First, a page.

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The 10th anniversary of the award-winning Newcastle Airshow was held on Saturday 4 June 2002 at Newcastle Airport in the Amajuba District. This year's show is the only one scheduled to be held in KwaZulu Natal and it was a wonderful event held in perfect winter weather. The sky was cloudless and the wind very light, when there was any at all.
The highlight of the show was the display by two Hawk fighters of the South African Air Force (see report below). The number of participants at this year's event were slightly down on previous shows due to the impact of the Covid pandemic and the high costs, particularly of fuel. In addition, there was a very sad withdrawal of the crack Marksmen Aerobatic Team after one of their members, Mark Sampson, was tragically killed in an accident while displaying in Harare during the week. This brought a solemn element to proceedings which was honoured by a traditional 'missing man' formation in his honour.
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The Airshow won two awards in 2019 for the last Newcastle show before the country-wide shut down. The team was awarded the second-best Airshow in South Africa and they also won an award from South Africa Civil Aviation Authority for transformation in Aviation. The ten-year celebration had to wait for two years to be realised due to the impact of Covid on spectator events.
Since the show first started ten years ago, the theme has been 'I Can Dream', "The reason behind this is to inspire people to dream about becoming pilots one day or to have the opportunity to fly in an aircraft at some stage. Ninety-five percent of the local Amajuba community have never flown in an aircraft, while eighty percent had never seen a Boeing or an Airbus up close", said Johan Pieters, one of the organisers of the event.
The driving forces behind this year's event were the Department of Economic Development, Tourism and Environmental Affairs of KwaZulu Natal and KwaZulu Natal Tourism. The event organisation was handled by the Champ Group of Companies led by Johan Pieters, Christo van de Vyver and Romano Raghoo.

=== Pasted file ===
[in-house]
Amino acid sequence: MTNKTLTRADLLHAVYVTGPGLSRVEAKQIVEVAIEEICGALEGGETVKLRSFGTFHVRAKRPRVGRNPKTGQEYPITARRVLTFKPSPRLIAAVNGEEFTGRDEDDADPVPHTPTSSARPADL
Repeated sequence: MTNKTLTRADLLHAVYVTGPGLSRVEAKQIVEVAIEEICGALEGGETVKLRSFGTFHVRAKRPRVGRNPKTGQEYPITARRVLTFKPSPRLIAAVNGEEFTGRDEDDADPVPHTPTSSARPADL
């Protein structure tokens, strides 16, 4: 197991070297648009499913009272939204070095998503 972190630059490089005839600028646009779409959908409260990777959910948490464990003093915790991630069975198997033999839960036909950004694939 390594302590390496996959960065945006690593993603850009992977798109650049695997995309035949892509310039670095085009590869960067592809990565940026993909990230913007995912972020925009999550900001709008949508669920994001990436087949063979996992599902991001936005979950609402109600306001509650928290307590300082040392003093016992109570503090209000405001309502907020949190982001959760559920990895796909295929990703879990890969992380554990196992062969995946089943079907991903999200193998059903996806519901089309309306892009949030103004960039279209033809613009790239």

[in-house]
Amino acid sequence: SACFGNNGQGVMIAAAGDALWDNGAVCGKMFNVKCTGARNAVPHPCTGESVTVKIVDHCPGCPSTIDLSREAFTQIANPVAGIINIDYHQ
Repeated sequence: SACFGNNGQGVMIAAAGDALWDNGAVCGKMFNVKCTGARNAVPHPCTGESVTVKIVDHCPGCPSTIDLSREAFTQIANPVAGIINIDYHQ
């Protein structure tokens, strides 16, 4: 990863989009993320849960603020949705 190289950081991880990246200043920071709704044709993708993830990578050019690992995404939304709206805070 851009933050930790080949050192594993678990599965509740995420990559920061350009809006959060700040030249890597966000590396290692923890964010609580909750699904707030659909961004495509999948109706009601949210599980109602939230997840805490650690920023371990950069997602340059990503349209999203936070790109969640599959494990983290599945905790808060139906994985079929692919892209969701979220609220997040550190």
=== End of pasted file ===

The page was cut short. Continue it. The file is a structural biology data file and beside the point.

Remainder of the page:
The main officials running the air show (with their teams) were Keith Fryer (Safety Officer), Rikus Erasmus (Flying Display Director), Brent Warren (Ramp Director) and Ricardo Alfonso (Air Traffic Control). The commentary and sound team from Capital Sounds was as usual headed by Brian Emmenis who kept the crowd informed with his wealth of air show experience.
A major bonus for visitors this year was that only adults paid an admission fee, Scholars and pensioners were admitted free. "We had a look at the economic situation of the district and the country and together with our sponsors decided to only charge for adults", said Pieters.
The event was extremely well attended by the public and the public areas were crowded by a sea of humanity who were enjoying everything that was on offer. The Newcastle airshow has become one of the largest one-day events in the Amajuba District and boosts the local district and Newcastle economy by R6 million. In addition to the flying display the Air Force sent two Agusta A-109 helicopters, one was on static display in the spectator area so that those attending could experience it up close. For the family wanting to shop there were numerous stalls, many food and drink outlets and a beer garden. A number of stalls were taken up by motor dealers that had their vehicles on display. Also included was a large amusement area with many rides for the children (and some adults) to experience. The whole area was teeming with happy and excited faces.
Another huge drawcard was a Bell 206B helicopter giving short flips at reasonable prices. The machine operated almost non-stop all day. It seemed to have a continuous line of people waiting for their turn to fly.
As feature of the show this year, Brochem and Checkers hosted an educational guidance programme on the day of the airshow. The educational guidance day was geared at Grade 11 math and science learners from the Amajuba district with around 1300 learners attending. The learners were addressed by the South African Civil Aviation Authority (SACAA), the South African Airforce (SAAF) and by private pilots too. A key speaker on the day was Chief of the South African Air Force, Lt. Gen. Wiseman Mbambo. The talks gave the students the chance to learn more about aviation, including various career paths that are available.